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USPS Must Rescind Its Ban on Employees Taking Leave to Campaign for Union-Backed Candidates

Republican senator, watchdog agency had argued USPS demonstrated bias in allowing the campaigning.

The U.S. Postal Service must reverse a new policy that banned employees from taking unpaid time off to campaign for political candidates ahead of the 2018 midterm elections, a third-party arbitrator has ruled.

The decision came after postal unions challenged the policy as violating their collective bargaining agreements and First Amendment rights. Postmaster General Megan Brennan announced the changes to leave without pay guidelines last year following an independent investigation that found the agency engaged in “systemic violations” of the Hatch Act that led to an “institutional bias” in favor of certain candidates. That law prohibits federal employees from engaging in certain political activity while on the clock or in an official capacity.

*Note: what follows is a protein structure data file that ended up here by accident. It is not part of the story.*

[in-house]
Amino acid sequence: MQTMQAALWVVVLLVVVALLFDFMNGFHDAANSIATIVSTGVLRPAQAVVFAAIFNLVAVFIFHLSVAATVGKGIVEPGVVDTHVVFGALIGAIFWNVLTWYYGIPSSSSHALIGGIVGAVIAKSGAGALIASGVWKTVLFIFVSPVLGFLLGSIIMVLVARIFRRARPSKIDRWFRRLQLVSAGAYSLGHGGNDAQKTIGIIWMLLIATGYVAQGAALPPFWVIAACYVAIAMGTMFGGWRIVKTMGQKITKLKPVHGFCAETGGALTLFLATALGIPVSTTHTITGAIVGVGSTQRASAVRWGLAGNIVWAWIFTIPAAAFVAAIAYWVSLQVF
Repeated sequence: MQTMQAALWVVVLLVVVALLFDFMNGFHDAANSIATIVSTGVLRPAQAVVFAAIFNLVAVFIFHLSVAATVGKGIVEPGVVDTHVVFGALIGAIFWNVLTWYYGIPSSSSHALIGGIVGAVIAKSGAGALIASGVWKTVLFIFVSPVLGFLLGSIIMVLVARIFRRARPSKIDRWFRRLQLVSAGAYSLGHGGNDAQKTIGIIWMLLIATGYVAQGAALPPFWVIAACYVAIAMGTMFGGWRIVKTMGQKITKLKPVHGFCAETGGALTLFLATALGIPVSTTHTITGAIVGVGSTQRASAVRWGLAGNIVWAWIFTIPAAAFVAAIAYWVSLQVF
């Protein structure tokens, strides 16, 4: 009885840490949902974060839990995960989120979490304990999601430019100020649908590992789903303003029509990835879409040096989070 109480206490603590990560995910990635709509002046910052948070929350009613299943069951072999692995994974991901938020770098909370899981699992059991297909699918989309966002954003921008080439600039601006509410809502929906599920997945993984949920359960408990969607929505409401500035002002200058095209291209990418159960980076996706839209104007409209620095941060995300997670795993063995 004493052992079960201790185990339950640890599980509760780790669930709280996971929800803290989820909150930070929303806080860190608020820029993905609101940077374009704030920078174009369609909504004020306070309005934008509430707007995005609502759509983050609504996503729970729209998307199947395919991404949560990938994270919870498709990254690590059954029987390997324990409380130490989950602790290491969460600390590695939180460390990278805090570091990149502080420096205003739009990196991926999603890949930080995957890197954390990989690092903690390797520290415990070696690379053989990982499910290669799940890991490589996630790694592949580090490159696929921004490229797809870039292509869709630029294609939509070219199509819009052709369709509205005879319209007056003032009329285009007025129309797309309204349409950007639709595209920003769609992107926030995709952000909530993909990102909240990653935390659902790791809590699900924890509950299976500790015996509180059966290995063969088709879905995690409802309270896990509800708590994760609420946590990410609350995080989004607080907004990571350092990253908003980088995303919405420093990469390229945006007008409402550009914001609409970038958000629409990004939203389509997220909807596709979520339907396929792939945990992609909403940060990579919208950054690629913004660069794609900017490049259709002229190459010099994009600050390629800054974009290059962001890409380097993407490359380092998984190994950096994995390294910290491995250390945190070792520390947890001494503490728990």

The Office of Special Counsel reported the Hatch Act violations after the USPS inspector general found the agency spent $90,000 on overtime to cover for employees who took time off to campaign in advance of the 2016 election.

“We concluded that the USPS practice of facilitating and directing carrier releases for the union’s political activity and the use of union official leave without pay for such activity resulted in an institutional bias in favor of [the National Association of Letter Carriers'] endorsed political candidates and that this violated the Hatch Act,” said Adam Miles last year. Miles was acting special counsel at the time.